Neutrinos are created as a result of certain types of radioactive decay or nuclear reactions such as those that take place in the Sun, in nuclear reactors, or when cosmic rays hit atoms. There are three types, or "flavors", of neutrinos: electron neutrinos, muon neutrinos and tau neutrinos; each type also has an antimatter partner, called an antineutrino. Electron neutrinos or antineutrinos are generated whenever neutrons change into protons or vice versa, the two forms of beta decay. Interactions involving neutrinos are generally mediated by the weak force. Radioactive decay is the process in which an unstable atomic nucleus loses energy by emitting radiation in the form of particles or electromagnetic waves. ... Sol redirects here. ... Core of a small nuclear reactor used for research. ... Cosmic rays can loosely be defined as energetic particles originating outside of the Earth. ... For other senses of this term, see antimatter (disambiguation). ... Antineutrinos, the antiparticles of neutrinos, are neutral particles produced in nuclear beta decay. ... This article or section does not adequately cite its references or sources. ... For other uses, see Proton (disambiguation). ... In nuclear physics, beta decay (sometimes called neutron decay) is a type of radioactive decay in which a beta particle (an electron or a positron) is emitted. ... The weak interaction (often called the weak force or sometimes the weak nuclear force) is one of the four fundamental interactions of nature. ...


Most neutrinos passing through the Earth emanate from the sun, and more than 50 trillion solar electron neutrinos pass through the human body every second[citation needed].

Contents

History

Observation of a neutrino hitting a proton in a bubble chamber. The collision occurred at the point where three tracks emanate on the right of the photograph.
Observation of a neutrino hitting a proton in a bubble chamber. The collision occurred at the point where three tracks emanate on the right of the photograph.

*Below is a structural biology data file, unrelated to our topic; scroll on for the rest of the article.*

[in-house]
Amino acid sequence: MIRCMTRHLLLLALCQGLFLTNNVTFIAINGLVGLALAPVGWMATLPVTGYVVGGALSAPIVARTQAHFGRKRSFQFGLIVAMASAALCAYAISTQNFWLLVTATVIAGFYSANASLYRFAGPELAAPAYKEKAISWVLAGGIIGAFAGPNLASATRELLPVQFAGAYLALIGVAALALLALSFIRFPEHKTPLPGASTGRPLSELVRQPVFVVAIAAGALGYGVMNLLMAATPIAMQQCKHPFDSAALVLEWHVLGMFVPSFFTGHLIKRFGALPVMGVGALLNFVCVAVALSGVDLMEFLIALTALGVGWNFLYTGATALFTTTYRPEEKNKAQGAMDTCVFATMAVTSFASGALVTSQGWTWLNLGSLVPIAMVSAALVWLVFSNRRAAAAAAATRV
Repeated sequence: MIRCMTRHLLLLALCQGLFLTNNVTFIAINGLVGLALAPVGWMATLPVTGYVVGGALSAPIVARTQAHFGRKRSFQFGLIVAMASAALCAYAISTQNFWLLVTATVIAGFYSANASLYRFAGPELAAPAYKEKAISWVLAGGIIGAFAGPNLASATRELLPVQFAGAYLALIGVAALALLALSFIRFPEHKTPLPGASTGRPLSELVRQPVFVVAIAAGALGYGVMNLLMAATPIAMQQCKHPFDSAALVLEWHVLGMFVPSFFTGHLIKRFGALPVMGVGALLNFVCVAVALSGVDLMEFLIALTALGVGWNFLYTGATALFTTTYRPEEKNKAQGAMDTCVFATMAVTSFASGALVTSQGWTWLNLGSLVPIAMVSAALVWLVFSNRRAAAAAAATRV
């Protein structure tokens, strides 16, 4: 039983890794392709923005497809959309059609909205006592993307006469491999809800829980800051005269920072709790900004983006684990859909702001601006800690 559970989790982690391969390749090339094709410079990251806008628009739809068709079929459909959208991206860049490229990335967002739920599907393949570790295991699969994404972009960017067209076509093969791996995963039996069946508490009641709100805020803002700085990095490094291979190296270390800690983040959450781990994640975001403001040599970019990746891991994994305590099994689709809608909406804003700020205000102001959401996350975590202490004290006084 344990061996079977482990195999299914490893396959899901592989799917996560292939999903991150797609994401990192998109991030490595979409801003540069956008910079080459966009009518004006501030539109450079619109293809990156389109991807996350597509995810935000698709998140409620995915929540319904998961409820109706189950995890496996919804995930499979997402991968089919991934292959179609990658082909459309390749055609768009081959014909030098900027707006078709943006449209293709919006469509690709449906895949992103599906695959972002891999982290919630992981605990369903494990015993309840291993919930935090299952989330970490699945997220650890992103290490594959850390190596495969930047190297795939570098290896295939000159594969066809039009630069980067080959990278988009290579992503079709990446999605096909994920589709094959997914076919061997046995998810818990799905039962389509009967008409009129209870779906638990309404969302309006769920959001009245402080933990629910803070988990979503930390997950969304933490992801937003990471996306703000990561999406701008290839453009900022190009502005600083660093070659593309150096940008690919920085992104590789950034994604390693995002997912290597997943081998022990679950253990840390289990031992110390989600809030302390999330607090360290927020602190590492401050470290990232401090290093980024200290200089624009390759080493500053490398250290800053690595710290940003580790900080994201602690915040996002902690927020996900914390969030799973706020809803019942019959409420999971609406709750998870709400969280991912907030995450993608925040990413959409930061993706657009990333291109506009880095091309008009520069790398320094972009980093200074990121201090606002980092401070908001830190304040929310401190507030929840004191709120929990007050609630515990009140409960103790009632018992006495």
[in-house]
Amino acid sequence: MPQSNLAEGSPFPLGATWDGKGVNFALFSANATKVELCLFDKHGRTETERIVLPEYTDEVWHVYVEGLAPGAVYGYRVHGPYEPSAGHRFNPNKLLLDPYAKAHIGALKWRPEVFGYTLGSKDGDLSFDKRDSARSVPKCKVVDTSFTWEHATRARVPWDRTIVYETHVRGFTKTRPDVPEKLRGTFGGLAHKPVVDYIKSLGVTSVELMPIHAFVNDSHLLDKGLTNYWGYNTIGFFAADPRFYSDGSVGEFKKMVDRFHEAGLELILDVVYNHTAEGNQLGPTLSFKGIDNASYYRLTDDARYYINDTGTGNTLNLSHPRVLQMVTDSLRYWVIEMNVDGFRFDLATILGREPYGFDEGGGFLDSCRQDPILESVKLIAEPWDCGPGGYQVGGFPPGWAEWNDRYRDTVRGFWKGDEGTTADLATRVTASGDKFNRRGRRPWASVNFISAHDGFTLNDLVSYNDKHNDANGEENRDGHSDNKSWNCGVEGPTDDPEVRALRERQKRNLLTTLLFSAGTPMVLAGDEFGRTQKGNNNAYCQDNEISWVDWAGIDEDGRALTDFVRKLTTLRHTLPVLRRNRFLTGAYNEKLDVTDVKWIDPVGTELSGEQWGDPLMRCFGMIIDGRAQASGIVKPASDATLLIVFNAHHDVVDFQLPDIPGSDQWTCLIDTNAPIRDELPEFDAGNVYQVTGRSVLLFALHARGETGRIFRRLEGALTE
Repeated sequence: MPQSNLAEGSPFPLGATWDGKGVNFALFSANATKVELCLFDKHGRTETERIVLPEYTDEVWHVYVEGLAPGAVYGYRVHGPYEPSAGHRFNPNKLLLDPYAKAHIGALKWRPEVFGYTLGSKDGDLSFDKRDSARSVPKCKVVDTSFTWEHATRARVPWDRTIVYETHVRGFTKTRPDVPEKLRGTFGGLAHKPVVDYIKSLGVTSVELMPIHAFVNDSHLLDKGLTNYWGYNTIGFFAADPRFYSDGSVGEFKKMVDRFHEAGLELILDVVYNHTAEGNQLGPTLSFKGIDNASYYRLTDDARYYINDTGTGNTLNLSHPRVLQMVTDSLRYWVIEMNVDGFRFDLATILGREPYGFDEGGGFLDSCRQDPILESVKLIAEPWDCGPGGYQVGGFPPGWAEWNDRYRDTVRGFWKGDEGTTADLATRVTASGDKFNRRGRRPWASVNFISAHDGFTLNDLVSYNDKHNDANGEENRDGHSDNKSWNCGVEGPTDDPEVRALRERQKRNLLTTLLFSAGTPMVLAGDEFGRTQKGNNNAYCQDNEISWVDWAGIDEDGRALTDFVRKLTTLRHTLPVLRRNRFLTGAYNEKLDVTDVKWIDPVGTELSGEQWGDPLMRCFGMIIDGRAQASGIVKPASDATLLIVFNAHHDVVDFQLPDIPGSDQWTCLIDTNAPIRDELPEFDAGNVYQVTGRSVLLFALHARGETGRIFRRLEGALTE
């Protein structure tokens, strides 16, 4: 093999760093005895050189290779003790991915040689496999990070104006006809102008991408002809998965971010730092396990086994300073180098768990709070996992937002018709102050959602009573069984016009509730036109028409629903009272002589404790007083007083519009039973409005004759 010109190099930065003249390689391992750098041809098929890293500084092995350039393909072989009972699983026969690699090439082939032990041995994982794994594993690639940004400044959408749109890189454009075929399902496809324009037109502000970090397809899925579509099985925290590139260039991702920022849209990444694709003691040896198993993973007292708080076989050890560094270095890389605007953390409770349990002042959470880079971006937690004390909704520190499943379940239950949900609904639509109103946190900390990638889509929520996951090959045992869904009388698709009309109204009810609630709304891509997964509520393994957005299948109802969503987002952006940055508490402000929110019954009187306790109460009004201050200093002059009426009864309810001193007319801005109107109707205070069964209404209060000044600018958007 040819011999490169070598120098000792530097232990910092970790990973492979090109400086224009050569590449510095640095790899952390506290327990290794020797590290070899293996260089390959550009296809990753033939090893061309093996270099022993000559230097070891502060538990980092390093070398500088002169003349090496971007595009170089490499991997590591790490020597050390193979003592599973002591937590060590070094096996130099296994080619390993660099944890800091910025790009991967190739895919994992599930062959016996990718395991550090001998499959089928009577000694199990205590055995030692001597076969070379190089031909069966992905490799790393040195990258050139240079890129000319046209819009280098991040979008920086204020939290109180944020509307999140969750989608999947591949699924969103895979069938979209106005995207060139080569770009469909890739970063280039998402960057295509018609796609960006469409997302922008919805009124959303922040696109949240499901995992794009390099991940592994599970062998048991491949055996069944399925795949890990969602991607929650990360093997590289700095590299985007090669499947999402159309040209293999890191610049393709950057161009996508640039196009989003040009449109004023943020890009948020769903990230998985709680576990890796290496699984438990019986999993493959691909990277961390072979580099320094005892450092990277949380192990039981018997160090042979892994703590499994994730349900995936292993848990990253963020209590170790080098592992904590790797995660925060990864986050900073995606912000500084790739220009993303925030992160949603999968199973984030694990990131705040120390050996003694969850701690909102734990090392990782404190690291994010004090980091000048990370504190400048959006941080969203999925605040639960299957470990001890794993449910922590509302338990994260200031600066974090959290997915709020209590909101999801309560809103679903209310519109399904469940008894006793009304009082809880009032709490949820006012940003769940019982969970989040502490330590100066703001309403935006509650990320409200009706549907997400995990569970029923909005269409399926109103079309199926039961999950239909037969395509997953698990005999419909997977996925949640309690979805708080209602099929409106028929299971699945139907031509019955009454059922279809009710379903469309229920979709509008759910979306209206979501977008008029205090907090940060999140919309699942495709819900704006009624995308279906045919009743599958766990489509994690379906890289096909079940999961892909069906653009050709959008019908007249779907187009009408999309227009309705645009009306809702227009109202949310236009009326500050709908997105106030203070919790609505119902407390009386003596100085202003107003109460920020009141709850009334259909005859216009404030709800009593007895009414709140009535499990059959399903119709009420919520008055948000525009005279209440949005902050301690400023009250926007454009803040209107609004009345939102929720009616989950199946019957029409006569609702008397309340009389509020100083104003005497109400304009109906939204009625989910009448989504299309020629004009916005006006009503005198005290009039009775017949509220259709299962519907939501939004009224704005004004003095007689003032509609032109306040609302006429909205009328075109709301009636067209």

The neutrino was first postulated in December 1930 by Wolfgang Pauli to preserve conservation of energy, conservation of momentum, and conservation of angular momentum in beta decay, the decay of a neutron into a proton, an electron and an antineutrino. Pauli theorized that an undetected particle was carrying away the observed difference between the energy, momentum, and angular momentum of the initial and final particles. Image File history File links First_neutrino_observation. ... Image File history File links First_neutrino_observation. ... A bubble chamber A bubble chamber is a vessel filled with a superheated transparent liquid used to detect electrically charged particles moving through it. ... This article is about the Austrian-Swiss physicist. ... This article is about the law of conservation of energy in physics. ... In physics, a conservation law states that a particular measurable property of an isolated physical system does not change as the system evolves. ... In physics, angular momentum intuitively measures how much the linear momentum is directed around a certain point called the origin; the moment of momentum. ... In nuclear physics, beta decay (sometimes called neutron decay) is a type of radioactive decay in which a beta particle (an electron or a positron) is emitted. ... This article or section does not adequately cite its references or sources. ... For other uses, see Proton (disambiguation). ... For other uses, see Electron (disambiguation). ... This article is about momentum in physics. ... This gyroscope remains upright while spinning due to its angular momentum. ...